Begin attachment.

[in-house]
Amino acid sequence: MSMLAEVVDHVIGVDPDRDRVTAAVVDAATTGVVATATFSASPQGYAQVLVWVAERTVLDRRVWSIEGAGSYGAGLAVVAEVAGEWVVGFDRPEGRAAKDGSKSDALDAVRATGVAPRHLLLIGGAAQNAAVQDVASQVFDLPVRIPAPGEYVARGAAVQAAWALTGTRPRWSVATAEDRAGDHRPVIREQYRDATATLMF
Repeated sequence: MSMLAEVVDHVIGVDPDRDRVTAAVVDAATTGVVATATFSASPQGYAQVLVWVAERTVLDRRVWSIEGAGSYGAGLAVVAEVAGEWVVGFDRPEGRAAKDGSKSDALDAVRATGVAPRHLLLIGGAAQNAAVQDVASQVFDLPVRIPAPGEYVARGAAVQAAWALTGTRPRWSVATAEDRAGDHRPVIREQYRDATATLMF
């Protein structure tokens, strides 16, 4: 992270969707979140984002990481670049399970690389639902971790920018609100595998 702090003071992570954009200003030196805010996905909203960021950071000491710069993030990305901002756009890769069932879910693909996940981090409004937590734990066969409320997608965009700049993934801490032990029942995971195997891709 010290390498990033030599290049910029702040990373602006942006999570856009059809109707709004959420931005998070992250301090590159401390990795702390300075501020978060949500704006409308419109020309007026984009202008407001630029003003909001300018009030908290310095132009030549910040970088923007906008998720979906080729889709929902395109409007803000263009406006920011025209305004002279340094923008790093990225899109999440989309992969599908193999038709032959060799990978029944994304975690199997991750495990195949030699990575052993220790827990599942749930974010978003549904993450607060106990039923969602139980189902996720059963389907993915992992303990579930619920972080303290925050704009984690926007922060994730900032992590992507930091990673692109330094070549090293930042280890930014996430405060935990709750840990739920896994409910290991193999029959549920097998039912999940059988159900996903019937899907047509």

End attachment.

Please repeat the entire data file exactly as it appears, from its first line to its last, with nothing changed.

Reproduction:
[in-house]
Amino acid sequence: MSMLAEVVDHVIGVDPDRDRVTAAVVDAATTGVVATATFSASPQGYAQVLVWVAERTVLDRRVWSIEGAGSYGAGLAVVAEVAGEWVVGFDRPEGRAAKDGSKSDALDAVRATGVAPRHLLLIGGAAQNAAVQDVASQVFDLPVRIPAPGEYVARGAAVQAAWALTGTRPRWSVATAEDRAGDHRPVIREQYRDATATLMF
Repeated sequence: MSMLAEVVDHVIGVDPDRDRVTAAVVDAATTGVVATATFSASPQGYAQVLVWVAERTVLDRRVWSIEGAGSYGAGLAVVAEVAGEWVVGFDRPEGRAAKDGSKSDALDAVRATGVAPRHLLLIGGAAQNAAVQDVASQVFDLPVRIPAPGEYVARGAAVQAAWALTGTRPRWSVATAEDRAGDHRPVIREQYRDATATLMF
């Protein structure tokens, strides 16, 4: 992270969707979140984002990481670049399970690389639902971790920018609100595998 702090003071992570954009200003030196805010996905909203960021950071000491710069993030990305901002756009890769069932879910693909996940981090409004937590734990066969409320997608965009700049993934801490032990029942995971195997891709 010290390498990033030599290049910029702040990373602006942006999570856009059809109707709004959420931005998070992250301090590159401390990795702390300075501020978060949500704006409308419109020309007026984009202008407001630029003003909001300018009030908290310095132009030549910040970088923007906008998720979906080729889709929902395109409007803000263009406006920011025209305004002279340094923008790093990225899109999440989309992969599908193999038709032959060799990978029944994304975690199997991750495990195949030699990575052993220790827990599942749930974010978003549904993450607060106990039923969602139980189902996720059963389907993915992992303990579930619920972080303290925050704009984690926007922060994730900032992590992507930091990673692109330094070549090293930042280890930014996430405060935990709750840990739920896994409910290991193999029959549920097998039912999940059988159900996903019937899907047509």